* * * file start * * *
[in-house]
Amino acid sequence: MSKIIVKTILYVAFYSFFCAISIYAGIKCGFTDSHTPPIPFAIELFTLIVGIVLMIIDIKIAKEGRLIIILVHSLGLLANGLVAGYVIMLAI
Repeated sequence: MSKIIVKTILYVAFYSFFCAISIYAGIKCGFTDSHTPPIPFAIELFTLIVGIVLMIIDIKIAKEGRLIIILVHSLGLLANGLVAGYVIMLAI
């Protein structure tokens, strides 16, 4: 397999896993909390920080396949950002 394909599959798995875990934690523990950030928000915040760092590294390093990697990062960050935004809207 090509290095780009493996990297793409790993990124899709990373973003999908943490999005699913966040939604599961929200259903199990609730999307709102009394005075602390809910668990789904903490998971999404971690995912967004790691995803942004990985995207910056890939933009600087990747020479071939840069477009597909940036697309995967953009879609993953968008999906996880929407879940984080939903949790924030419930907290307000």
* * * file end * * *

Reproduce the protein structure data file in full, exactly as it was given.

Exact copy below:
[in-house]
Amino acid sequence: MSKIIVKTILYVAFYSFFCAISIYAGIKCGFTDSHTPPIPFAIELFTLIVGIVLMIIDIKIAKEGRLIIILVHSLGLLANGLVAGYVIMLAI
Repeated sequence: MSKIIVKTILYVAFYSFFCAISIYAGIKCGFTDSHTPPIPFAIELFTLIVGIVLMIIDIKIAKEGRLIIILVHSLGLLANGLVAGYVIMLAI
């Protein structure tokens, strides 16, 4: 397999896993909390920080396949950002 394909599959798995875990934690523990950030928000915040760092590294390093990697990062960050935004809207 090509290095780009493996990297793409790993990124899709990373973003999908943490999005699913966040939604599961929200259903199990609730999307709102009394005075602390809910668990789904903490998971999404971690995912967004790691995803942004990985995207910056890939933009600087990747020479071939840069477009597909940036697309995967953009879609993953968008999906996880929407879940984080939903949790924030419930907290307000």